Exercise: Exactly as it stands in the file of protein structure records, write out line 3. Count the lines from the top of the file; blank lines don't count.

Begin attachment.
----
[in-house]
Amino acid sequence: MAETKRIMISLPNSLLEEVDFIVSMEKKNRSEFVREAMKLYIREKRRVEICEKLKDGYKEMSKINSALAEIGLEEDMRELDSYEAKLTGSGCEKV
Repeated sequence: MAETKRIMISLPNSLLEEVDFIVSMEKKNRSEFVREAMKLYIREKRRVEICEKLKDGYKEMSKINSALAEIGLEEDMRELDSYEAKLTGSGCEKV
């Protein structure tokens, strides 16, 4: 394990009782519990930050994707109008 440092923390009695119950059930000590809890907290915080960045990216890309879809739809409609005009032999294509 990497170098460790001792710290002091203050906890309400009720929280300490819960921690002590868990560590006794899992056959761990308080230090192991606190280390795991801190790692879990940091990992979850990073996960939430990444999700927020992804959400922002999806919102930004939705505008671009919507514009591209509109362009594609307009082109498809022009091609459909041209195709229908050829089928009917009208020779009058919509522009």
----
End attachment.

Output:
Repeated sequence: MAETKRIMISLPNSLLEEVDFIVSMEKKNRSEFVREAMKLYIREKRRVEICEKLKDGYKEMSKINSALAEIGLEEDMRELDSYEAKLTGSGCEKV